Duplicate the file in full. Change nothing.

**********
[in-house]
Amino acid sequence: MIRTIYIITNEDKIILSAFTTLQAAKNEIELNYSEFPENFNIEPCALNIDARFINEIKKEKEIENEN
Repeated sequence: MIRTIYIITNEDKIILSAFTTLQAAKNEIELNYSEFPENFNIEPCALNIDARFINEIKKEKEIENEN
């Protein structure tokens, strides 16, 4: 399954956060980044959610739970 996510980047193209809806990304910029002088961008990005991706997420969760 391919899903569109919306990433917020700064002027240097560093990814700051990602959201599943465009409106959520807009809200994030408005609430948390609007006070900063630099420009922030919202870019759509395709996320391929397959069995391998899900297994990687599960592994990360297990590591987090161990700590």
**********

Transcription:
[in-house]
Amino acid sequence: MIRTIYIITNEDKIILSAFTTLQAAKNEIELNYSEFPENFNIEPCALNIDARFINEIKKEKEIENEN
Repeated sequence: MIRTIYIITNEDKIILSAFTTLQAAKNEIELNYSEFPENFNIEPCALNIDARFINEIKKEKEIENEN
């Protein structure tokens, strides 16, 4: 399954956060980044959610739970 996510980047193209809806990304910029002088961008990005991706997420969760 391919899903569109919306990433917020700064002027240097560093990814700051990602959201599943465009409106959520807009809200994030408005609430948390609007006070900063630099420009922030919202870019759509395709996320391929397959069995391998899900297994990687599960592994990360297990590591987090161990700590």